I don't know when I first became aware that my race made me a target of hypersexualization. I don't remember the first time I was confronted by a leering comment on the street, the first time someone called me a "China doll" or said "ni hao ma" between vulgar kissy noises. It's safe to say I was too young. Regardless of exactly when it happened, it was made very clear, very early on, that to simply walk from point A to point B meant subjecting myself to objectification.
To be an AAPI womxn is to be seen as an object of consumption. We are even exoticized by other women — sometimes for a joke and sometimes for profit — further underlining the trope that an Asian womxn's first and foremost social capital in this world is to exist as a sexual object. "Even among my progressive friends, I've had to explain why saying 'love you long time' isn't OK and was a joke based on Vietnamese sex workers," Caitlin T., 25, tells POPSUGAR. Bri Lopez, 31, a trans AAPI woman, recounts being hypersexualized, emotionally manipulated, and dehumanized by a partner whose only exposure to trans women was through pornography and who treated her as a sex object rather than a partner.
The specter of stereotypical tropes that are used to objectify Asian womxn — which include being sexually voracious and being submissive and quiet — can follow Asian womxn through their lives and can have a profound affect on their personal relationships with sex, sexual partners, and their own sexuality, notes sexologist Megan Stubbs, PhD, author of "Playing Without a Partner."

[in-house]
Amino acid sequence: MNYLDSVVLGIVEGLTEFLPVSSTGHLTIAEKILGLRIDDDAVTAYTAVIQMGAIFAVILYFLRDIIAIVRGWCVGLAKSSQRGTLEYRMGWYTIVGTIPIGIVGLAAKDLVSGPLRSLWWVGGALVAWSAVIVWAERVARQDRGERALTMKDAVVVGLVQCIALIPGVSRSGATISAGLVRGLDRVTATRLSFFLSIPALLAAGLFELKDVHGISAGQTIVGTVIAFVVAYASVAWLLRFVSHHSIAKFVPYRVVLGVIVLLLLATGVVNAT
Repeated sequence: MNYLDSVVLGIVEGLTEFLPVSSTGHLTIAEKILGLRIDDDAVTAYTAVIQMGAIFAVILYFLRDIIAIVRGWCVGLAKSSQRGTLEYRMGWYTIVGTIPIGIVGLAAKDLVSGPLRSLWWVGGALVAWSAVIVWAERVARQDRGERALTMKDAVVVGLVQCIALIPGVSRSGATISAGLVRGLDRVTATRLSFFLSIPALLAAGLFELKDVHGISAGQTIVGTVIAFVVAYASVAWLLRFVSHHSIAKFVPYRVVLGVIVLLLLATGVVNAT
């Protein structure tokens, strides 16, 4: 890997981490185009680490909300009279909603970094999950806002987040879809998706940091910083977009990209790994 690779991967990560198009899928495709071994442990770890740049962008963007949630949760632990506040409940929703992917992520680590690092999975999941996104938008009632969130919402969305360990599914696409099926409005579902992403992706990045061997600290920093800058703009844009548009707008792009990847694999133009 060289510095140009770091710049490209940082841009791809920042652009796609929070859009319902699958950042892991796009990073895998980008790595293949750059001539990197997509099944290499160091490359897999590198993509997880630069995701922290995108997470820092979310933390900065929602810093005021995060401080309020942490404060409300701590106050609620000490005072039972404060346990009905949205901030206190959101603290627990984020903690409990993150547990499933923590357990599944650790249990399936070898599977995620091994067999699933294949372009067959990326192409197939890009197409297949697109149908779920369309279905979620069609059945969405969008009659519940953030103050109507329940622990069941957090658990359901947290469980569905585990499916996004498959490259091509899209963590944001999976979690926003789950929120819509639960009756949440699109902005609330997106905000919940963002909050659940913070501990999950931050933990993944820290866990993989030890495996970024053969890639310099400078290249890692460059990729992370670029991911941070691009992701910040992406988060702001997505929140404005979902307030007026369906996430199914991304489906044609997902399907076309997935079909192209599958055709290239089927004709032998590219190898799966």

"Before I met my boyfriend, I was definitely conscious of 'yellow fever' and would be on alert when meeting new people until I determined they didn't have red flags, like having a mostly aesthetic interest in multiple Asian cultures or only having Asian ex-girlfriends, which adds an extra layer of things I wanted to be conscious of on first dates," Caitlin says.
"As a mixed-race AAPI woman, I had alway been met with exotification of my body and my looks, and I sometimes felt like a commodity," adds Malia Wright-Merer, 31. "There was always a clear sexualization of my existence without any communication around it." This objectification extended to her work. "As a former actor, I used to always get type cast as sexualized characters, mostly by men," Wright-Merer explains. "Even though I loved the exploration, I was always confused. I felt like there was an assumption of how I express myself sexually."
Finding a way to feel ownership over one's own sexuality can be complicated by cultural and family dynamics that, at times, reinforce negative expectations of womxn. "Sex positivity for AAPI women is so different because there are so many inherent sex-negative messages that we grow up with. It took me so long to 'unlearn' everything that I was taught from a cultural perspective," says Aya Mimura, 28. Mimura's conservative Japanese parents avoided talking about sex, which perpetuated a culture of shame around it. "There is so much shame around sex and sexuality in many Asian cultures," she continues. "It took some time to develop my own viewpoints of what sex was and whether it was negative or not."
"Growing up in a Filipino household, I wasn't really taught sexual education," Lopez adds. "It is not something ingrained in our education system or taught by our parents. Sex was viewed as a forbidden topic to talk about especially in the Asian culture. Parents would say 'bawal yan' to avoid the conversation."
"From my experience being born and growing up in AAPI culture, the inherent patriarchal values also creep into the bedroom . . . I think it makes women afraid to speak up and makes men feel entitled," says Rij. A, 30. "The media of our culture can also further perpetuate this," she adds, specifically pointing to Bollywood movies that "show heroes incessantly pursuing women who are rebuffing them," which "teaches boys and men that when a woman says 'no,' that means he should only pursue her harder."